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Talk of change, but what would it look like?

Talk of change, but what would it look like?

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Sam Cooke sang, "Change is gonna come." Ghandi said, "Be the change you want to see," and Warhol wrote, "They say times change, but you actually have to change them yourself."

So, I asked myself, what would change look like?

It's easy to say "world peace" or "an end to hunger" or things like that, and I want those things as much as the next idealist, but I want to approach it from a practical standpoint, with specific ideas.

We are in polarized times, with such aggression and so much contempt displayed for people of contrasting or opposing viewpoints. So, the first thing I would like to see change, when it comes to politics, is elimination of the party system.

I think we're killing real discourse and a true exchange of ideas by identifying so strongly with the names of the political parties.

I'd like someone to say, "I want to protect the environment and save the planet," without being immediately thought of as a liberal Democrat, and by the same token, for someone to be able to say "I want to lower taxes," without being branded a conservative Republican.

I want a political climate where a person can be in favor of criminalizing abortion without being attacked as a crackpot religious fanatic, and likewise someone should be able to talk about the disparity in wealth without being accused of waging class warfare.

The next real change that came to my mind has to do with a belief that seems embedded in modern, first-world countries and cultures that convenience is a noble aim. This compulsion to try to make things ever easier compels people to look for short-cuts and easy ways out, and the things we do toward this end have had dire consequences on our health and the planet's.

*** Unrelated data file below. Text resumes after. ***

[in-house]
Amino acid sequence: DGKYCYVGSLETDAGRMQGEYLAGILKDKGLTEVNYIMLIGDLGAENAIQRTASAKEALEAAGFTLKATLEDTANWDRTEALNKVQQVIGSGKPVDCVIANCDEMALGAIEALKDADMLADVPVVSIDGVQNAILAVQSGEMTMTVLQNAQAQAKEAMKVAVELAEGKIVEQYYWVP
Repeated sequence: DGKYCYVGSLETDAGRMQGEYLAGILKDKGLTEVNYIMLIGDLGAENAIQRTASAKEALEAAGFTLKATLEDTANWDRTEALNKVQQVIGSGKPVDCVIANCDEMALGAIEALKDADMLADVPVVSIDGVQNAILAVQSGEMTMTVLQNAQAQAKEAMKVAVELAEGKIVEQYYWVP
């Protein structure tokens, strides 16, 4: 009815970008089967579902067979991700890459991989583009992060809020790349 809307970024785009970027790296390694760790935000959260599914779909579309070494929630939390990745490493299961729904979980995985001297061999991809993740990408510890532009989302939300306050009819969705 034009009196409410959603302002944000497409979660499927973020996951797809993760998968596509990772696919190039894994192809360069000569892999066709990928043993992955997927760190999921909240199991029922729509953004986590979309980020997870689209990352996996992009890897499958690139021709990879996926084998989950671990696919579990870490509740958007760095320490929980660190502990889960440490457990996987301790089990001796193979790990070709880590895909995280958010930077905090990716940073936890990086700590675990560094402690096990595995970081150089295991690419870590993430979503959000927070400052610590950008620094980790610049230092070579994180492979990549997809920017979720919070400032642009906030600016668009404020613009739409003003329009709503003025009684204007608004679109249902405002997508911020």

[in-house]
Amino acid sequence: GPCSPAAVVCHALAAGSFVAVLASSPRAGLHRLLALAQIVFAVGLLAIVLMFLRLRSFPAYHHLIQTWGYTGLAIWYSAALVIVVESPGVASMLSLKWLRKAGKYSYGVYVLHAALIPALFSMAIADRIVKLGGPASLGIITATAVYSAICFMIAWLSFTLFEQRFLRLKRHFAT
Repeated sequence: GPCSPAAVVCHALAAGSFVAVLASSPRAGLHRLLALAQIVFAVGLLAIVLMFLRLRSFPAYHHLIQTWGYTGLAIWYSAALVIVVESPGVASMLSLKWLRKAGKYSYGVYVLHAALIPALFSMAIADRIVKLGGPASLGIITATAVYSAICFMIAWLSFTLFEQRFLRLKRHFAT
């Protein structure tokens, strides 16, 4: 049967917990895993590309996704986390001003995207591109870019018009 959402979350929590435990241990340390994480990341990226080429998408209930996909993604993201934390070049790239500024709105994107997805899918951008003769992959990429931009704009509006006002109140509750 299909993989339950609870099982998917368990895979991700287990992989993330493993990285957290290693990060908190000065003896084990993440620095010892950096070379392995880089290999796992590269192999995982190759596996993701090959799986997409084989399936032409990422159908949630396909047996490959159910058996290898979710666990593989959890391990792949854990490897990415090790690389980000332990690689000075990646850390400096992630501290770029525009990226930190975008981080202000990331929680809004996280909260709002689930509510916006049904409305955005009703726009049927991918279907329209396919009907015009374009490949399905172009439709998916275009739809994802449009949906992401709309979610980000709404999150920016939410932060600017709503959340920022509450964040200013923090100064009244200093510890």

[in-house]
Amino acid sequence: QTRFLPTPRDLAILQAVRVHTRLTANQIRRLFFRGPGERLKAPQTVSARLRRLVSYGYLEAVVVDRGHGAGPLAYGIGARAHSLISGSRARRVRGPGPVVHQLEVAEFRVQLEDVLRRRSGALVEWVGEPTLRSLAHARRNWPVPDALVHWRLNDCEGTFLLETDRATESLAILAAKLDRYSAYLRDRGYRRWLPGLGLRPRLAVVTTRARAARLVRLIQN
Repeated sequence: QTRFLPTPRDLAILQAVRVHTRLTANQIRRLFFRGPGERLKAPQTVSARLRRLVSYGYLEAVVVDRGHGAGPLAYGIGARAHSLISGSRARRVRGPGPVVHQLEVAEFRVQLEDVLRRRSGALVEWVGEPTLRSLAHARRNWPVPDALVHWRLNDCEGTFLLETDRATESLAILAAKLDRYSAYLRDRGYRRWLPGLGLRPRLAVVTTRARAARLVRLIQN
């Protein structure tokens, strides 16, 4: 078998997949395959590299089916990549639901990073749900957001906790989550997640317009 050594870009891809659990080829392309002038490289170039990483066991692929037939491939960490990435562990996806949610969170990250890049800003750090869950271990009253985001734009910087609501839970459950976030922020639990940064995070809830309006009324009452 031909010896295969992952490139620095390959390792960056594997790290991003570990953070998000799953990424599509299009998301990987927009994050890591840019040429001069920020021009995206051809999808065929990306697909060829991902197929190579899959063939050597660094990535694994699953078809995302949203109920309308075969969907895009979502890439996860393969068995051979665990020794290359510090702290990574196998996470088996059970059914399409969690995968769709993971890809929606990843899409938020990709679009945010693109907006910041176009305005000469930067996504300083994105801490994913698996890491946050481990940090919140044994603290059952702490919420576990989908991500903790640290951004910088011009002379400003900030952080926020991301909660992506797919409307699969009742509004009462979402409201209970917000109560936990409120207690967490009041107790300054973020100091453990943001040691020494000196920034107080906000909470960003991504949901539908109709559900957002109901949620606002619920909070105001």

We dump chemicals and other industrial waste into the environment because it's quicker, easier and less expensive than finding ways to intelligently dispose of and process those waste products. We spray fields with carcinogenic pesticides and fertilizers so we can increase crop yields while decreasing how much time and money it requires, all the while disregarding what it does it cost us in terms of health.

Same with the chemicals and preservatives we put in processed foods, and the microwave ovens we use to cook these foods. This push toward convenience also leads to egregious practices such as the clear-cutting of forests, and the use of anabolic steroids.

We need a full-on educational effort, complete with rewards and punishments, to teach and reinforce the idea of the true value of work and effort.

There are some who say the only thing, really, we can change or have control over is ourself - our actions and reactions, our thoughts and words and deeds.

So, before I further regard change in the world, I turn it back on myself and consider change from a personal perspective. For me, that's being more present in the present, worrying a little less about what could happen if I do this or don't do that, and instead just digging the day a little more. In other words, maybe a little less time and energy spent playing a proverbial chess match and a little more time shooting hoops out on the driveway.

One other real change for me - and this may sound like I'm trying to be funny, but I'm serious - is to stop putting off the beautification, peace-ification and organization of my home, and instead of waiting for company to come over, clean things up on many levels now.

Those are the changes I would like to see and be and make happen. What about you?

Ron Colone can be reached at ron.colone@gmail.com.

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